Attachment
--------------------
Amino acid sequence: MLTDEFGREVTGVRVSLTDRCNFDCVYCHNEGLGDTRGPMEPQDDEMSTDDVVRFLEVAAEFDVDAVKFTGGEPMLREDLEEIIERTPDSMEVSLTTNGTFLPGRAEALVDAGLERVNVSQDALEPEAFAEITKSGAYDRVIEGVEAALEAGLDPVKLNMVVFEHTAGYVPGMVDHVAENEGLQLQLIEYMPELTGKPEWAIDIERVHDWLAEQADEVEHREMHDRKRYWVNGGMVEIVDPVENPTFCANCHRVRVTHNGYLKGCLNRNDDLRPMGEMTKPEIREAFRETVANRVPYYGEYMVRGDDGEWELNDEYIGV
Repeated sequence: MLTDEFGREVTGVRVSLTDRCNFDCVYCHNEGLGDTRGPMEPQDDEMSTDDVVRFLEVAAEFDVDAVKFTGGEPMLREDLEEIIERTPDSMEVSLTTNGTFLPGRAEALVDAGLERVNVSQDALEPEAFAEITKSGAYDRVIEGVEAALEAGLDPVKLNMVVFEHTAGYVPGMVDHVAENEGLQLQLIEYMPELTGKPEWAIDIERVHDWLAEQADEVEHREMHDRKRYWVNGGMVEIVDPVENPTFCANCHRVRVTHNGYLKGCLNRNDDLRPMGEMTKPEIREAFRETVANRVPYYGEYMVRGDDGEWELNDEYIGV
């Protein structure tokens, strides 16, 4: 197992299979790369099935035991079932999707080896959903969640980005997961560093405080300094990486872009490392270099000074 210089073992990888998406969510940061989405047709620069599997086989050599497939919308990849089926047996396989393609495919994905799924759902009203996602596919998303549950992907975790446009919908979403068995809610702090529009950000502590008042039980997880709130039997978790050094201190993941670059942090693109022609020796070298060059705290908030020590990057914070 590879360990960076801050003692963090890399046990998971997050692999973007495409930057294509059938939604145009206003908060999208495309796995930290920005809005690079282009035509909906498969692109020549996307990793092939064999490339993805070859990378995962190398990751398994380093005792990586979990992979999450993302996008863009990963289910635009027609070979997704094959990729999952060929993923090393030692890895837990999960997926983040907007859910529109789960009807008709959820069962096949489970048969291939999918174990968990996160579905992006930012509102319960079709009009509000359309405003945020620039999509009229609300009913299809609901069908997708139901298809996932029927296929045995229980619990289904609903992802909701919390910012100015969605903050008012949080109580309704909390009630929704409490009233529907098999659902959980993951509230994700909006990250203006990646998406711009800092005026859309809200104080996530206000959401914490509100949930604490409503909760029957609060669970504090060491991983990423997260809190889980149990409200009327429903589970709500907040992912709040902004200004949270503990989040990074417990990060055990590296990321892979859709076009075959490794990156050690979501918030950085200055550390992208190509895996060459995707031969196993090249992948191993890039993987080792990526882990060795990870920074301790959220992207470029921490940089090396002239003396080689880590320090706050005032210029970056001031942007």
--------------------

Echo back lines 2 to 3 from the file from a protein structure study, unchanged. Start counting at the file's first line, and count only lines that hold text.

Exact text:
Repeated sequence: MLTDEFGREVTGVRVSLTDRCNFDCVYCHNEGLGDTRGPMEPQDDEMSTDDVVRFLEVAAEFDVDAVKFTGGEPMLREDLEEIIERTPDSMEVSLTTNGTFLPGRAEALVDAGLERVNVSQDALEPEAFAEITKSGAYDRVIEGVEAALEAGLDPVKLNMVVFEHTAGYVPGMVDHVAENEGLQLQLIEYMPELTGKPEWAIDIERVHDWLAEQADEVEHREMHDRKRYWVNGGMVEIVDPVENPTFCANCHRVRVTHNGYLKGCLNRNDDLRPMGEMTKPEIREAFRETVANRVPYYGEYMVRGDDGEWELNDEYIGV
């Protein structure tokens, strides 16, 4: 197992299979790369099935035991079932999707080896959903969640980005997961560093405080300094990486872009490392270099000074 210089073992990888998406969510940061989405047709620069599997086989050599497939919308990849089926047996396989393609495919994905799924759902009203996602596919998303549950992907975790446009919908979403068995809610702090529009950000502590008042039980997880709130039997978790050094201190993941670059942090693109022609020796070298060059705290908030020590990057914070 590879360990960076801050003692963090890399046990998971997050692999973007495409930057294509059938939604145009206003908060999208495309796995930290920005809005690079282009035509909906498969692109020549996307990793092939064999490339993805070859990378995962190398990751398994380093005792990586979990992979999450993302996008863009990963289910635009027609070979997704094959990729999952060929993923090393030692890895837990999960997926983040907007859910529109789960009807008709959820069962096949489970048969291939999918174990968990996160579905992006930012509102319960079709009009509000359309405003945020620039999509009229609300009913299809609901069908997708139901298809996932029927296929045995229980619990289904609903992802909701919390910012100015969605903050008012949080109580309704909390009630929704409490009233529907098999659902959980993951509230994700909006990250203006990646998406711009800092005026859309809200104080996530206000959401914490509100949930604490409503909760029957609060669970504090060491991983990423997260809190889980149990409200009327429903589970709500907040992912709040902004200004949270503990989040990074417990990060055990590296990321892979859709076009075959490794990156050690979501918030950085200055550390992208190509895996060459995707031969196993090249992948191993890039993987080792990526882990060795990870920074301790959220992207470029921490940089090396002239003396080689880590320090706050005032210029970056001031942007």